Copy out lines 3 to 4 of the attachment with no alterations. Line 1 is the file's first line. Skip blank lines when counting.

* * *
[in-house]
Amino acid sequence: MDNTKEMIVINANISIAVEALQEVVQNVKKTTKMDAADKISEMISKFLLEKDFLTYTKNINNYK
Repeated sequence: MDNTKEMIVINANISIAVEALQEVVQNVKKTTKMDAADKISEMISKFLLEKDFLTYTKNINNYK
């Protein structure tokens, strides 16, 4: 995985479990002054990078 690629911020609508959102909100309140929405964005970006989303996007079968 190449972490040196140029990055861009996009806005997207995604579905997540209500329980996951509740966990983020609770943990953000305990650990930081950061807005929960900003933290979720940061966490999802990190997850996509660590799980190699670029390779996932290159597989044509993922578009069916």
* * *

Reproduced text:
Repeated sequence: MDNTKEMIVINANISIAVEALQEVVQNVKKTTKMDAADKISEMISKFLLEKDFLTYTKNINNYK
């Protein structure tokens, strides 16, 4: 995985479990002054990078 690629911020609508959102909100309140929405964005970006989303996007079968 190449972490040196140029990055861009996009806005997207995604579905997540209500329980996951509740966990983020609770943990953000305990650990930081950061807005929960900003933290979720940061966490999802990190997850996509660590799980190699670029390779996932290159597989044509993922578009069916």